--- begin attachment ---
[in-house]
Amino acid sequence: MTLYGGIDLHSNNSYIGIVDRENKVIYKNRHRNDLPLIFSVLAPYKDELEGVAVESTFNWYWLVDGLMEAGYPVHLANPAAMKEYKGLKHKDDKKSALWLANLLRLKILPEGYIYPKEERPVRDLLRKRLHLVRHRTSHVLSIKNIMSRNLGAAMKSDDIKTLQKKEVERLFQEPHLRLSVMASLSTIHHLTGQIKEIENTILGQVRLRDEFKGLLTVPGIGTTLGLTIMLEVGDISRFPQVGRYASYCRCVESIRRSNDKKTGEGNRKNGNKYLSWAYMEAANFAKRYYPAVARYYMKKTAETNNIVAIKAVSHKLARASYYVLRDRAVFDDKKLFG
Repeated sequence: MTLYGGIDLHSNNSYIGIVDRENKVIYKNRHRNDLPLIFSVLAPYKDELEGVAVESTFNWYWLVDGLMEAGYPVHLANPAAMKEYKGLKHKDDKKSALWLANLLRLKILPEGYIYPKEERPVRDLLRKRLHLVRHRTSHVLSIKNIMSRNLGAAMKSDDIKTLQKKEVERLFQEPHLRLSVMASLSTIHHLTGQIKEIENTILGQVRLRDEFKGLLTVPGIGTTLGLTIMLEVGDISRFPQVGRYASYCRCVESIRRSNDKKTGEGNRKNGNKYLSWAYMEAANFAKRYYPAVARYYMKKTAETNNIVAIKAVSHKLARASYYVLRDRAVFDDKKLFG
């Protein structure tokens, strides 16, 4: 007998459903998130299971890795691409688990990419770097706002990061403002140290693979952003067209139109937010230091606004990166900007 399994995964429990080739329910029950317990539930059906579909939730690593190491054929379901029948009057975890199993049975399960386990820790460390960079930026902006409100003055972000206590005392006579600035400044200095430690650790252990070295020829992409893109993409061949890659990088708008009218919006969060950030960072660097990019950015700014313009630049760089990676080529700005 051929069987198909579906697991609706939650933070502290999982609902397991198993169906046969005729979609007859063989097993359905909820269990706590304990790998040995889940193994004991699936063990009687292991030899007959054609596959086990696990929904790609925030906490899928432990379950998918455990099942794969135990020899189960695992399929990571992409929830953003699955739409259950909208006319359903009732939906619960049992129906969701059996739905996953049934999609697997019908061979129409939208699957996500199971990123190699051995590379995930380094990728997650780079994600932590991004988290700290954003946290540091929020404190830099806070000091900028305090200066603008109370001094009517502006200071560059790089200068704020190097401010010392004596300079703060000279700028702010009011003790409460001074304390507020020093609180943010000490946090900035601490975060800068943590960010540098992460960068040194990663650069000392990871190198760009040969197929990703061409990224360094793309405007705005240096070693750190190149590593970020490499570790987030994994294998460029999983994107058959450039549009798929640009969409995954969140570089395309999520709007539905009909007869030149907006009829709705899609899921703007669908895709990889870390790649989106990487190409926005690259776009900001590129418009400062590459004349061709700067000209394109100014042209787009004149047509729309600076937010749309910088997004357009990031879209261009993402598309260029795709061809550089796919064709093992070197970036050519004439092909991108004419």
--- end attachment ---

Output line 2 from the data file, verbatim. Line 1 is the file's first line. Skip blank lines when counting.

Amino acid sequence: MTLYGGIDLHSNNSYIGIVDRENKVIYKNRHRNDLPLIFSVLAPYKDELEGVAVESTFNWYWLVDGLMEAGYPVHLANPAAMKEYKGLKHKDDKKSALWLANLLRLKILPEGYIYPKEERPVRDLLRKRLHLVRHRTSHVLSIKNIMSRNLGAAMKSDDIKTLQKKEVERLFQEPHLRLSVMASLSTIHHLTGQIKEIENTILGQVRLRDEFKGLLTVPGIGTTLGLTIMLEVGDISRFPQVGRYASYCRCVESIRRSNDKKTGEGNRKNGNKYLSWAYMEAANFAKRYYPAVARYYMKKTAETNNIVAIKAVSHKLARASYYVLRDRAVFDDKKLFG